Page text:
Biden sanctions Yemen’s Houthi-financing network amid increase in terrorist attacks
The Biden administration on Wednesday issued sanctions targeting an international business network that funds Yemen’s Houthi rebels and their attacks on civilians in Yemen and the Persian Gulf, an action that is part of efforts to bankrupt funds that prolong the country’s seven-year civil war.
Secretary of State Antony Blinken said that the sanctions were closely coordinated with Gulf partners as a response to Houthi attacks inside Yemen and recent terrorist attacks targeting civilian sites in Saudi Arabia and the United Arab Emirates over recent weeks, which have caused numerous civilian casualties.
“We continue to work closely with our regional partners to act decisively against those seeking to prolong this war for their own goals,” Blinken said in a statement.
“The United States remains firmly committed to helping Saudi Arabia and the UAE defend themselves and the tens of thousands of U.S. citizens living in the Gulf against these Houthi attacks.”
The Biden administration is under pressure to more forcefully confront Yemen’s Houthis, which are backed by Iran, after lifting a terrorist designation on the group that was imposed by former President Trump in the waning days of the administration.
Critics of the administration’s decision say that delisting the Houthis has emboldened the group to carry out terrorist attacks, most recently against a commercial airport in Saudi Arabia on Feb. 10 that injured at least a dozen civilians.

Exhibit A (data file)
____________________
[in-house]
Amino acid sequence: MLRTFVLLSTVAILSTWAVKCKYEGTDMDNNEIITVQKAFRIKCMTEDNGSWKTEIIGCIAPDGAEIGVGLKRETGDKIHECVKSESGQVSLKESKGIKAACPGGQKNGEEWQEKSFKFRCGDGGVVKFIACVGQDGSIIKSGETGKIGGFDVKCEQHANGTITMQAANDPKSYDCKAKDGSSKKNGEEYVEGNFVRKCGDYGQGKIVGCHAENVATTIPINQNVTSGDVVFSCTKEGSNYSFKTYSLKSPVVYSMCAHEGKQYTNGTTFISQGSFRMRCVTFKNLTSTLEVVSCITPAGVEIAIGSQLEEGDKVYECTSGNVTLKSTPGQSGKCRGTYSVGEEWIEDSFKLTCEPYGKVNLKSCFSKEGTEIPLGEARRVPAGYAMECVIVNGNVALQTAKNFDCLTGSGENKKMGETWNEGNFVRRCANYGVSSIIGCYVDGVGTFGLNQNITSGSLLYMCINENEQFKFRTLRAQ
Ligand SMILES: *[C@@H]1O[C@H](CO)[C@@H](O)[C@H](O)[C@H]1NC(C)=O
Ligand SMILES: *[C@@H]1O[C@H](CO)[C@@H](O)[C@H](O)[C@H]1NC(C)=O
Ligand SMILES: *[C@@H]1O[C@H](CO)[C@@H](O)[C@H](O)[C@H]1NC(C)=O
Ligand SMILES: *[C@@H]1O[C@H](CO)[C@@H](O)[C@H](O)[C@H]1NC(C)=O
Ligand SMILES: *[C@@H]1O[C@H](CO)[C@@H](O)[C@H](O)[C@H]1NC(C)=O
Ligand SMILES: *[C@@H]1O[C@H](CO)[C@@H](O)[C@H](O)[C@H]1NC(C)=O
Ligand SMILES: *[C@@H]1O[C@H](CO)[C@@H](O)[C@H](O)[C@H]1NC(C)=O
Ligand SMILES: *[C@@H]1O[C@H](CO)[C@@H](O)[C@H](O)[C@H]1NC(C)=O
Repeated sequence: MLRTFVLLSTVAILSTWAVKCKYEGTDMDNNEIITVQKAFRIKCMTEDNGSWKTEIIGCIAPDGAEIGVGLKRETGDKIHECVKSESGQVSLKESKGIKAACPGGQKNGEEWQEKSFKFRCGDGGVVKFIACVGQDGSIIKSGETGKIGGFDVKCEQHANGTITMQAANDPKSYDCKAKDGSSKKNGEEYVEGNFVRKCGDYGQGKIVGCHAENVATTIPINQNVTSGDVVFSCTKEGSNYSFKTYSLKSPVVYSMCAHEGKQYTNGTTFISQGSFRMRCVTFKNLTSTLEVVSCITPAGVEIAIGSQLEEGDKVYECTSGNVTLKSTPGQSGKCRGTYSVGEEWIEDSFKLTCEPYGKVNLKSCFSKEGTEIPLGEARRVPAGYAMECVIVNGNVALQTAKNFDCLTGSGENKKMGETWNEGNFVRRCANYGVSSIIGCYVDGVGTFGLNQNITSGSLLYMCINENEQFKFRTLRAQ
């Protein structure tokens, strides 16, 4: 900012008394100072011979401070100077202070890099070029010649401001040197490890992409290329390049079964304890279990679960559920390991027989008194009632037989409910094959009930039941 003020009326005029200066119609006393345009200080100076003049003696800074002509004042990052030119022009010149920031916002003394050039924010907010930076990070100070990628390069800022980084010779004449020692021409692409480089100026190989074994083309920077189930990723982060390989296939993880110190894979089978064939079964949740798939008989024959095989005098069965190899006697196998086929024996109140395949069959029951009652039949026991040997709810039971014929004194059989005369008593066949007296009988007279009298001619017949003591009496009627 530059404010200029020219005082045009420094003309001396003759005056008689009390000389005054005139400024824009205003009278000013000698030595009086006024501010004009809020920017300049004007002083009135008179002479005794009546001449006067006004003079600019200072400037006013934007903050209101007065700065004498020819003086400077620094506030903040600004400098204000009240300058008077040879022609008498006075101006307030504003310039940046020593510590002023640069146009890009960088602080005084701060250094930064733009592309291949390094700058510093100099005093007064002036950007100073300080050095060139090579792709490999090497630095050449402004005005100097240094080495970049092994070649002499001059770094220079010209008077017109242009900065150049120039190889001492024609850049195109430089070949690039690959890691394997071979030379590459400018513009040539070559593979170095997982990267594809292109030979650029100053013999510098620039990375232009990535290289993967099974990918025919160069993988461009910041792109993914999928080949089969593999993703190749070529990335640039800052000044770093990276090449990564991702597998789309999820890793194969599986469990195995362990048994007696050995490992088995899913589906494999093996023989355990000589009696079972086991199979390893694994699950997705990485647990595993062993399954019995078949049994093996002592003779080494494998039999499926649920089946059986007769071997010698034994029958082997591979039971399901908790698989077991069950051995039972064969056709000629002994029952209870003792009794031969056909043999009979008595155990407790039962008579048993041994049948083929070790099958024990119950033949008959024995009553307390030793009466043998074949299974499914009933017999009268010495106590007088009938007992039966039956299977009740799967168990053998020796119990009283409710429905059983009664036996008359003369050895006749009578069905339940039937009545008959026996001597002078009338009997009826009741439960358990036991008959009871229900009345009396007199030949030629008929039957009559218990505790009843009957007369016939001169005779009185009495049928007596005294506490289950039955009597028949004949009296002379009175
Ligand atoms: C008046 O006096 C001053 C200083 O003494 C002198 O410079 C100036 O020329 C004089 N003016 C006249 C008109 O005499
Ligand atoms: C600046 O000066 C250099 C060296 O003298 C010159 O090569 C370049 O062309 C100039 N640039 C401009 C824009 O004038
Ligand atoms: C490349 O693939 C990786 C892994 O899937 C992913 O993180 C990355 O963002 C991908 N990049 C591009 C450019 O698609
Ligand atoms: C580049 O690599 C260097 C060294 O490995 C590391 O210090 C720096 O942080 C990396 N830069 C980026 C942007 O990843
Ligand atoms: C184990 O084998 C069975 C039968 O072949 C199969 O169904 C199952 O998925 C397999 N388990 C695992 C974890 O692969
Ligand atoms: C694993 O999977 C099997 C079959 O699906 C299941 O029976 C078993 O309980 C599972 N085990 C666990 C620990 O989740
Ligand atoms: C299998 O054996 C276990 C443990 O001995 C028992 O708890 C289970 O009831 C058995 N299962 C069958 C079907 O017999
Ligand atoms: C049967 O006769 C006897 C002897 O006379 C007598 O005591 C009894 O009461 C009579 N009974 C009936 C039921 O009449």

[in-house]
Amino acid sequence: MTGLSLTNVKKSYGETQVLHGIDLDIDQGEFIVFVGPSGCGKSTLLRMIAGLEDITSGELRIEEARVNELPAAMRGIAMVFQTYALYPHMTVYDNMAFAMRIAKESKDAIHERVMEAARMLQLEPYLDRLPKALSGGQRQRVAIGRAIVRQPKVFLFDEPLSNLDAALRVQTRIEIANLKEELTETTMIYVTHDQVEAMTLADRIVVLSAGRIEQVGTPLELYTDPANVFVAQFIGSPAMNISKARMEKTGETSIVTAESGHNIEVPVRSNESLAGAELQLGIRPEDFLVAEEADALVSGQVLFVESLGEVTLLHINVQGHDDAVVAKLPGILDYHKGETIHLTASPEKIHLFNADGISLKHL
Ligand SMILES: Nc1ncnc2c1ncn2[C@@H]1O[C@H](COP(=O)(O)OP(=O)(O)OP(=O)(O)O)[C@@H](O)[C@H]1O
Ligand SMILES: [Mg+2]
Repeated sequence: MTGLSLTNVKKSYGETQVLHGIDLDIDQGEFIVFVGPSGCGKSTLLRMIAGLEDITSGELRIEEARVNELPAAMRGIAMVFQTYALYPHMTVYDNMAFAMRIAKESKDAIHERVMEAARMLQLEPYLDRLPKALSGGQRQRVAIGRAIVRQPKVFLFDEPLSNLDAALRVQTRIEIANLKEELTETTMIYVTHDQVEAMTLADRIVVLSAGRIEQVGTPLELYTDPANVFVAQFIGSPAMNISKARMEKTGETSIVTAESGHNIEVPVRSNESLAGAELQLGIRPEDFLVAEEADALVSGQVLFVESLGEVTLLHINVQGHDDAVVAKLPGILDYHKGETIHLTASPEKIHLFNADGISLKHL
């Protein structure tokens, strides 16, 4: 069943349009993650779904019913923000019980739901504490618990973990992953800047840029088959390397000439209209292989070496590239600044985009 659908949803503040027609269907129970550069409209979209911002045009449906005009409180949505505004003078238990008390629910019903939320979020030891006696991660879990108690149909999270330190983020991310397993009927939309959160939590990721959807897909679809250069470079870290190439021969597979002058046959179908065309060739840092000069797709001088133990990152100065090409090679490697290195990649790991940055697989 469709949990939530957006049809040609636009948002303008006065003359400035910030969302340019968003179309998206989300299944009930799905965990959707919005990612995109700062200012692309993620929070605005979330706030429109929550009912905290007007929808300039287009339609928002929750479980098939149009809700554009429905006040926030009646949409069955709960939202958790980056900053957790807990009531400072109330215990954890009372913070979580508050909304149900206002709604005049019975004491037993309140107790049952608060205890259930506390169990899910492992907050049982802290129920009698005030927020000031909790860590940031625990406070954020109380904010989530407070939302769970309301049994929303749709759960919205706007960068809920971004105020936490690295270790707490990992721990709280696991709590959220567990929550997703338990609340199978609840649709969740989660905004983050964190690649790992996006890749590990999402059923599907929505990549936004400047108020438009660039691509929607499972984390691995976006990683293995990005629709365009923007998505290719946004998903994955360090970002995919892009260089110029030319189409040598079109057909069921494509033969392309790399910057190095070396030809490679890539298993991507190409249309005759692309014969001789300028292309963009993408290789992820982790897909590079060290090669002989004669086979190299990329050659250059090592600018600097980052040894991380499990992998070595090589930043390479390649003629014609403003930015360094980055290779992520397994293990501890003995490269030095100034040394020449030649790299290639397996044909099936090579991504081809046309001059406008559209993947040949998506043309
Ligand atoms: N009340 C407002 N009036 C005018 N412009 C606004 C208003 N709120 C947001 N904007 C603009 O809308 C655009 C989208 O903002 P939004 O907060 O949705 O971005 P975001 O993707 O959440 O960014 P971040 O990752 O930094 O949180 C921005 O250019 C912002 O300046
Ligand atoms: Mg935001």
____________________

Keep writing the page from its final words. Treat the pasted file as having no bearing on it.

The Houthis have also taken responsibility for other terrorist attacks against Saudi Arabia, and in January the militant group launched at least two attacks against the UAE with missiles and armed drones.
Biden said in January that he was considering re-designating the Houthis a terrorist organization.
But Democrats, officials with the United Nations and human rights workers argue such a designation against the Houthis would make it impossible for humanitarian groups to deliver critical assistance to an estimated 21 million people in need, about two-thirds of the population.
“We urge you not to pursue a designation that would have little practical impact on the Houthi leadership but would have catastrophic humanitarian consequences,” Senator Chris Murphy (D-Conn.), a member of the Senate Foreign Relations Committee, wrote in a letter to Biden on Wednesday that was signed by 11 of his Democratic colleagues.
“Millions of Yemeni lives hang in the balance, and the United States should remain focused on alleviating the human suffering and ending this war.”
Yemen’s seven-year civil war holds the devastating distinction of being one of the worst humanitarian crises in history with a brutal armed conflict exacerbating conditions in an already poverty-stricken country.
In January, the United Nations Office for the Coordination of Humanitarian Affairs raised alarm that civilian casualties are surging from an increase in armed conflict, with 650 civilians killed in the first month of 2022, marking the highest monthly count of civilian casualties in over three years.